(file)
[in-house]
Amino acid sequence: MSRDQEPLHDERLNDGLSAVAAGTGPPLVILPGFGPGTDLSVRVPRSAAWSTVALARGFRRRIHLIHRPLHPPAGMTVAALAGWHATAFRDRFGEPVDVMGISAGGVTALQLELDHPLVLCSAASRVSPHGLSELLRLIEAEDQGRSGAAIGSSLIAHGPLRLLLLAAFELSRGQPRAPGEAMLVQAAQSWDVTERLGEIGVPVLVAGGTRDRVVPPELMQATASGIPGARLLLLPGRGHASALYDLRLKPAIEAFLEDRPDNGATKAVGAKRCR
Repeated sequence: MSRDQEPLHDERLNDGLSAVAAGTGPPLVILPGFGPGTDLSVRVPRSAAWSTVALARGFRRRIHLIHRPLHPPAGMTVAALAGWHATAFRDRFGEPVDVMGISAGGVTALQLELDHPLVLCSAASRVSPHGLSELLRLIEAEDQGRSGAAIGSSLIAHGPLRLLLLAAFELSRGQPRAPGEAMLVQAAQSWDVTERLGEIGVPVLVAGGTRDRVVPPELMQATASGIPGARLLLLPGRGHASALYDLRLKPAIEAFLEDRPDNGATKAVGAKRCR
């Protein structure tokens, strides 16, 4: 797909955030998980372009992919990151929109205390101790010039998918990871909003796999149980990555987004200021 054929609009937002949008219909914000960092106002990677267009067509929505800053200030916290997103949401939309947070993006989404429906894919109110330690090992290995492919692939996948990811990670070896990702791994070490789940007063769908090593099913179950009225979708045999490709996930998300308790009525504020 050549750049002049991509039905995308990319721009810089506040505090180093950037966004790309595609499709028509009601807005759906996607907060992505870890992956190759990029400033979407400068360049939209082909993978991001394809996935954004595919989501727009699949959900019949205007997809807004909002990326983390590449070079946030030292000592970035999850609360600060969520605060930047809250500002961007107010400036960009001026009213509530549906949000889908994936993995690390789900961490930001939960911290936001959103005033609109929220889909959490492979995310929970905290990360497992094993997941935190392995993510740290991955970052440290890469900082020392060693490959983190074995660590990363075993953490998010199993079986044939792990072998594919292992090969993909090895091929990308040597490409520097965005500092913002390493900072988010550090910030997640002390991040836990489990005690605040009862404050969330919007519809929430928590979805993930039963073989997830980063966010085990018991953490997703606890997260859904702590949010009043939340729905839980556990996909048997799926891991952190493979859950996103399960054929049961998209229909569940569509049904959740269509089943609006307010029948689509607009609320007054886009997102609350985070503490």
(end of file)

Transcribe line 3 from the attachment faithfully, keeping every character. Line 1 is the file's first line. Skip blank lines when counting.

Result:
Repeated sequence: MSRDQEPLHDERLNDGLSAVAAGTGPPLVILPGFGPGTDLSVRVPRSAAWSTVALARGFRRRIHLIHRPLHPPAGMTVAALAGWHATAFRDRFGEPVDVMGISAGGVTALQLELDHPLVLCSAASRVSPHGLSELLRLIEAEDQGRSGAAIGSSLIAHGPLRLLLLAAFELSRGQPRAPGEAMLVQAAQSWDVTERLGEIGVPVLVAGGTRDRVVPPELMQATASGIPGARLLLLPGRGHASALYDLRLKPAIEAFLEDRPDNGATKAVGAKRCR